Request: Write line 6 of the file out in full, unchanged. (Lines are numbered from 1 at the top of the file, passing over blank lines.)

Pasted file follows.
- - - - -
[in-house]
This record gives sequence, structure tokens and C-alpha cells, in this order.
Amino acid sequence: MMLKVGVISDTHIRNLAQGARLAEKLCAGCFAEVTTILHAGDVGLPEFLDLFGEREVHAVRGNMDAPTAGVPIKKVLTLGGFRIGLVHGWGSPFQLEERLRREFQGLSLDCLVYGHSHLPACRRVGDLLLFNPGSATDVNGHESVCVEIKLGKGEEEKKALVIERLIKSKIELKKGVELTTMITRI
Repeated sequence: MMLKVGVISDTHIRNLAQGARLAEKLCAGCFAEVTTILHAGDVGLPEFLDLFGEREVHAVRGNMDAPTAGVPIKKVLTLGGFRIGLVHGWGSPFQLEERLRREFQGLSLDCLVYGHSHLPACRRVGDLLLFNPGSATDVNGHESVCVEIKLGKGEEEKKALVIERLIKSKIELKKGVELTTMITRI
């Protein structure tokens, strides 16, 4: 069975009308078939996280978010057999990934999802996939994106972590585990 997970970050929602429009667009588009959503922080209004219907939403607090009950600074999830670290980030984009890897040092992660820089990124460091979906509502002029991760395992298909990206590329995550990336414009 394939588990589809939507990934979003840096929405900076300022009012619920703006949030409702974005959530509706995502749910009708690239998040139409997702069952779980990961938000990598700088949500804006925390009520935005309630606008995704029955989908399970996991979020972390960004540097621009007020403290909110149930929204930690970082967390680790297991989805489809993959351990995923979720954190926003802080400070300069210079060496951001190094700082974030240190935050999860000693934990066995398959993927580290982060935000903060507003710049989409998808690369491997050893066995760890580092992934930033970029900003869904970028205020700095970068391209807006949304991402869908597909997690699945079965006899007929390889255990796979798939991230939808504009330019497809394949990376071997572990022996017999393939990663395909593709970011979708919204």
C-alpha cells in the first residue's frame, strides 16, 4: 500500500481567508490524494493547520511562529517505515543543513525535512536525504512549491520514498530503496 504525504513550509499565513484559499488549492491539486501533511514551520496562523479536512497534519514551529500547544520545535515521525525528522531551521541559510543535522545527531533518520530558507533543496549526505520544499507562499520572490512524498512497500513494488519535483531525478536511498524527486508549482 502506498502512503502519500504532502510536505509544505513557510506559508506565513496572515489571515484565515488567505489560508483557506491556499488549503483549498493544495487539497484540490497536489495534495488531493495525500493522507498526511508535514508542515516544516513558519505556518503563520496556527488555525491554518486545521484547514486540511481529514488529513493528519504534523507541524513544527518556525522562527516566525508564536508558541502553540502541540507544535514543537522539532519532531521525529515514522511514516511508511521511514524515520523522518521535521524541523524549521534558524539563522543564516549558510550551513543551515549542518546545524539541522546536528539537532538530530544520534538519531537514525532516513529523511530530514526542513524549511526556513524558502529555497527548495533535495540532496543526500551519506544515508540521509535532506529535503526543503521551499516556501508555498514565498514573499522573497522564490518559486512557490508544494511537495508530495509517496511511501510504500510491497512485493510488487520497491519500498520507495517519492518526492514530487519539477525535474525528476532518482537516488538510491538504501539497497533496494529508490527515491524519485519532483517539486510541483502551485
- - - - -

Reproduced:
C-alpha cells in the first residue's frame, strides 16, 4: 500500500481567508490524494493547520511562529517505515543543513525535512536525504512549491520514498530503496 504525504513550509499565513484559499488549492491539486501533511514551520496562523479536512497534519514551529500547544520545535515521525525528522531551521541559510543535522545527531533518520530558507533543496549526505520544499507562499520572490512524498512497500513494488519535483531525478536511498524527486508549482 502506498502512503502519500504532502510536505509544505513557510506559508506565513496572515489571515484565515488567505489560508483557506491556499488549503483549498493544495487539497484540490497536489495534495488531493495525500493522507498526511508535514508542515516544516513558519505556518503563520496556527488555525491554518486545521484547514486540511481529514488529513493528519504534523507541524513544527518556525522562527516566525508564536508558541502553540502541540507544535514543537522539532519532531521525529515514522511514516511508511521511514524515520523522518521535521524541523524549521534558524539563522543564516549558510550551513543551515549542518546545524539541522546536528539537532538530530544520534538519531537514525532516513529523511530530514526542513524549511526556513524558502529555497527548495533535495540532496543526500551519506544515508540521509535532506529535503526543503521551499516556501508555498514565498514573499522573497522564490518559486512557490508544494511537495508530495509517496511511501510504500510491497512485493510488487520497491519500498520507495517519492518526492514530487519539477525535474525528476532518482537516488538510491538504501539497497533496494529508490527515491524519485519532483517539486510541483502551485